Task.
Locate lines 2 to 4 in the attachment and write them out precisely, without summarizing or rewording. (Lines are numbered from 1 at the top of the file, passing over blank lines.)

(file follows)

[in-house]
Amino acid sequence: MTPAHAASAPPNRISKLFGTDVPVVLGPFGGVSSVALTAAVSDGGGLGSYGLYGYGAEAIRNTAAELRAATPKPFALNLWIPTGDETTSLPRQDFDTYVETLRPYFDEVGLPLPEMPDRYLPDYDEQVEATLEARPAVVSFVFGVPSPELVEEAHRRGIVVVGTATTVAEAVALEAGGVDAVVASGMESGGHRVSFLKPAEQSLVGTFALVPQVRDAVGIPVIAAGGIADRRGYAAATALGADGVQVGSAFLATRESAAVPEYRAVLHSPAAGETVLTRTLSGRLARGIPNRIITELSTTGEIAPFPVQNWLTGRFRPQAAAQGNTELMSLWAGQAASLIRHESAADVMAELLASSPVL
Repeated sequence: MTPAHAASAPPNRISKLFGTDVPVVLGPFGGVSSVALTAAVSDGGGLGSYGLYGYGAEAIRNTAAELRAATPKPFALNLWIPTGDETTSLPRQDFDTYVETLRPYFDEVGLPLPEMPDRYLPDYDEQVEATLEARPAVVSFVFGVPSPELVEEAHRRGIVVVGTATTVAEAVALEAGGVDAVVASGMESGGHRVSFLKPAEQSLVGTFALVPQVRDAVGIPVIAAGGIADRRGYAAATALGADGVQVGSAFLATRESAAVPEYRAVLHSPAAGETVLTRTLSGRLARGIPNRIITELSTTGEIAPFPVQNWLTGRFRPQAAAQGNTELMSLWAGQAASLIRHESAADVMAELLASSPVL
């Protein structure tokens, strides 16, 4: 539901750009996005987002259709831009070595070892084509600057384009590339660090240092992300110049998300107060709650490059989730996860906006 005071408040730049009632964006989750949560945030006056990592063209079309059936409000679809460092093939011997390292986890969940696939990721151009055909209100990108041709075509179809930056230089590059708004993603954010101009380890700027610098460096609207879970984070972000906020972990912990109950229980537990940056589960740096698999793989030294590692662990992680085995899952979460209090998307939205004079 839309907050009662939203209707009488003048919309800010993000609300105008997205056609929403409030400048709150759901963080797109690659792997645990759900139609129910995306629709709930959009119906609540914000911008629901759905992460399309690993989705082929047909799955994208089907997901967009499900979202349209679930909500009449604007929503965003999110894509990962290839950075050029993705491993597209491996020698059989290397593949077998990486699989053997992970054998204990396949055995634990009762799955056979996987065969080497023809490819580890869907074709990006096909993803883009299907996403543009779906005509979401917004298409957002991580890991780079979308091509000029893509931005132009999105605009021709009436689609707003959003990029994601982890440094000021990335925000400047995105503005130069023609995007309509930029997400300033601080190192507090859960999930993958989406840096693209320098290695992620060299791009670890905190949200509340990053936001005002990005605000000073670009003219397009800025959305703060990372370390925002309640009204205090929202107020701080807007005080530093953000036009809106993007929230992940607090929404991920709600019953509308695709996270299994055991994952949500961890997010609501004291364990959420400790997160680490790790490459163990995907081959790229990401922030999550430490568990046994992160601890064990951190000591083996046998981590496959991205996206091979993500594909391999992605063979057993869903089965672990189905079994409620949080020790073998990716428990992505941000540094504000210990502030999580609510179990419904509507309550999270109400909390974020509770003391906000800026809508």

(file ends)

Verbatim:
Amino acid sequence: MTPAHAASAPPNRISKLFGTDVPVVLGPFGGVSSVALTAAVSDGGGLGSYGLYGYGAEAIRNTAAELRAATPKPFALNLWIPTGDETTSLPRQDFDTYVETLRPYFDEVGLPLPEMPDRYLPDYDEQVEATLEARPAVVSFVFGVPSPELVEEAHRRGIVVVGTATTVAEAVALEAGGVDAVVASGMESGGHRVSFLKPAEQSLVGTFALVPQVRDAVGIPVIAAGGIADRRGYAAATALGADGVQVGSAFLATRESAAVPEYRAVLHSPAAGETVLTRTLSGRLARGIPNRIITELSTTGEIAPFPVQNWLTGRFRPQAAAQGNTELMSLWAGQAASLIRHESAADVMAELLASSPVL
Repeated sequence: MTPAHAASAPPNRISKLFGTDVPVVLGPFGGVSSVALTAAVSDGGGLGSYGLYGYGAEAIRNTAAELRAATPKPFALNLWIPTGDETTSLPRQDFDTYVETLRPYFDEVGLPLPEMPDRYLPDYDEQVEATLEARPAVVSFVFGVPSPELVEEAHRRGIVVVGTATTVAEAVALEAGGVDAVVASGMESGGHRVSFLKPAEQSLVGTFALVPQVRDAVGIPVIAAGGIADRRGYAAATALGADGVQVGSAFLATRESAAVPEYRAVLHSPAAGETVLTRTLSGRLARGIPNRIITELSTTGEIAPFPVQNWLTGRFRPQAAAQGNTELMSLWAGQAASLIRHESAADVMAELLASSPVL
């Protein structure tokens, strides 16, 4: 539901750009996005987002259709831009070595070892084509600057384009590339660090240092992300110049998300107060709650490059989730996860906006 005071408040730049009632964006989750949560945030006056990592063209079309059936409000679809460092093939011997390292986890969940696939990721151009055909209100990108041709075509179809930056230089590059708004993603954010101009380890700027610098460096609207879970984070972000906020972990912990109950229980537990940056589960740096698999793989030294590692662990992680085995899952979460209090998307939205004079 839309907050009662939203209707009488003048919309800010993000609300105008997205056609929403409030400048709150759901963080797109690659792997645990759900139609129910995306629709709930959009119906609540914000911008629901759905992460399309690993989705082929047909799955994208089907997901967009499900979202349209679930909500009449604007929503965003999110894509990962290839950075050029993705491993597209491996020698059989290397593949077998990486699989053997992970054998204990396949055995634990009762799955056979996987065969080497023809490819580890869907074709990006096909993803883009299907996403543009779906005509979401917004298409957002991580890991780079979308091509000029893509931005132009999105605009021709009436689609707003959003990029994601982890440094000021990335925000400047995105503005130069023609995007309509930029997400300033601080190192507090859960999930993958989406840096693209320098290695992620060299791009670890905190949200509340990053936001005002990005605000000073670009003219397009800025959305703060990372370390925002309640009204205090929202107020701080807007005080530093953000036009809106993007929230992940607090929404991920709600019953509308695709996270299994055991994952949500961890997010609501004291364990959420400790997160680490790790490459163990995907081959790229990401922030999550430490568990046994992160601890064990951190000591083996046998981590496959991205996206091979993500594909391999992605063979057993869903089965672990189905079994409620949080020790073998990716428990992505941000540094504000210990502030999580609510179990419904509507309550999270109400909390974020509770003391906000800026809508």